Law 25

The bidding starts 2H(weak) - P - 2N*, P - 3C*
There are now some questions about the flavour of OGUST.
The bidding continues P - P! Short pause, 'Oops!' (before anyone else has bid, and euphemism!)
Law 25A taken in isolation allows the bidder to change to 3H (which was presumably the intended call)
And that seems "fair".
But Law 25B differentiates between mechanical errors (it wasn't) and loss of concentration (clearly!)
But does this aspect of Law 25B only apply 'If the players original intent was to make the call selected'?
On the one hand, as the phrase lies in 25B that seems to be the case.
But on the other if the 'intent was to make the call selected', how can there be need to change the call?
Ie the phrase cannot really apply to the circumstance of 25B.


  • I think this is the same as passing a cue bid having decided to sign off in game (rather than make further slam tries): 'loss of concentration' not 'mechanical error'; and therefore not Law 25A.

  • BUT the counter argument goes:-
    The player's intention was NOT to make the call selected, therefore Law 25A2 does NOT apply.
    (Sorry, I wrote 25A & B before should have been 25A1 & 25A2)

  • TagTag
    edited January 23

    A similar and not entirely uncommon situation arises after
    1NT - p - 2D ("Hearts") - p

    I have no idea what causes such errors. There was never any intention to pass yet the pass card is there on the table and was pulled out by the player who had just announced a transfer to hearts. It is clearly an inadvertent bid/call but it is left to the director to decide what the intent was with regards to Law 25.

    Law 25A2 states that a change may not be made if there was a loss of concentration regarding the intent of the action and we are left to decide what the intent of the action was. That something went wrong 'twixt brain and bidding box is clear but we don't know what that something was with regards to any actual intent.

    By the way, this happened to me last week. I didn't have to argue my case to the director, since I was the director. I made no case to the table in self-defence (I didn't even realise that I had passed) but one of my opponents asked me to change it to 2H and play continued. At no point did passing enter my mind, yet I did pass and I have no idea why. I certainly wasn't thinking ahead to a future pass. It was the second time that night I'd pulled the wrong card from the box (the other was pulling a double when I meant a redouble) amidst other silly errors, such as mis-sorting my suits.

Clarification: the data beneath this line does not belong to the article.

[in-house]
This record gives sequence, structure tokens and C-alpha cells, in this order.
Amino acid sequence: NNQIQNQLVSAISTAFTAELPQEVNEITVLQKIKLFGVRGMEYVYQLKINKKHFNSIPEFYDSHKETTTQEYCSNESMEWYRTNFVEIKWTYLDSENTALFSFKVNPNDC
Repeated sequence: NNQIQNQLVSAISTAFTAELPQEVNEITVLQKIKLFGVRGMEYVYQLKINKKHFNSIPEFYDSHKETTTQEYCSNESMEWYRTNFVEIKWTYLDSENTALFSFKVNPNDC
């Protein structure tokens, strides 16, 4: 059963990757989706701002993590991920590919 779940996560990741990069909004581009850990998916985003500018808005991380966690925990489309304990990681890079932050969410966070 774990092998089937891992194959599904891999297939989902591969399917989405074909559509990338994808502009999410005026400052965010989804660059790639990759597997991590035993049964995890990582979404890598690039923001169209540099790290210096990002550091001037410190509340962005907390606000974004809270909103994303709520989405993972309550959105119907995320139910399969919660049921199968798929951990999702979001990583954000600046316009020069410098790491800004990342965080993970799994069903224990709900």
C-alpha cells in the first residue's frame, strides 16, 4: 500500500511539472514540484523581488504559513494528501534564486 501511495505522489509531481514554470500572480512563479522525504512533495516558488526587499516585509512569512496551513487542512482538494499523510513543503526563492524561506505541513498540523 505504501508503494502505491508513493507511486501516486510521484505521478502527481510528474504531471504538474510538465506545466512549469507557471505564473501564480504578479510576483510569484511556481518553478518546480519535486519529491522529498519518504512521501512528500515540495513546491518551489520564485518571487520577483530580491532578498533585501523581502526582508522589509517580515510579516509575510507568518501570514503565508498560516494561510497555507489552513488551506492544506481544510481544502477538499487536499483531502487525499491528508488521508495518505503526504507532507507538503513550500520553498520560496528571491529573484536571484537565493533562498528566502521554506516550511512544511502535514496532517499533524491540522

• When I've done it it has definitely been lack of concentration. Last time I was thinking about whether to try beyond game or not after partner's limit raise to 3H. Playing in a part score was never an option but having decided to settle for game I absent-mindedly passed.
    My intent a few seconds before I reached for the bidding box was to play in game...
    but my intent when I actually did reach for the box was 'oh well I'll pass then'
    I ruled lack of concentration against myself and I would probably rule the same against "Pass - Oops!"

    Peter Bushby Suffolk

  • From a few weeks back, please note:

    What if you were to ask "how did the Pass get on the table?"

  • edited January 23

    I too have struggled with applying law 25A1, and I think there is some inconsistency between the law book, the white book and the commentary.

    25A1 is quite clear, the issue is around the meaning of intended.

    Suppose I intend to bid 4H, but for some unknown reason I pull out a pass card (it happens). Perhaps I have lost concentration whilst making the bid, maybe being distracted by something, but I have not lost concentration regarding the intent of the action. I always intended to bid 4H.

    So by 25A2, I can change the call.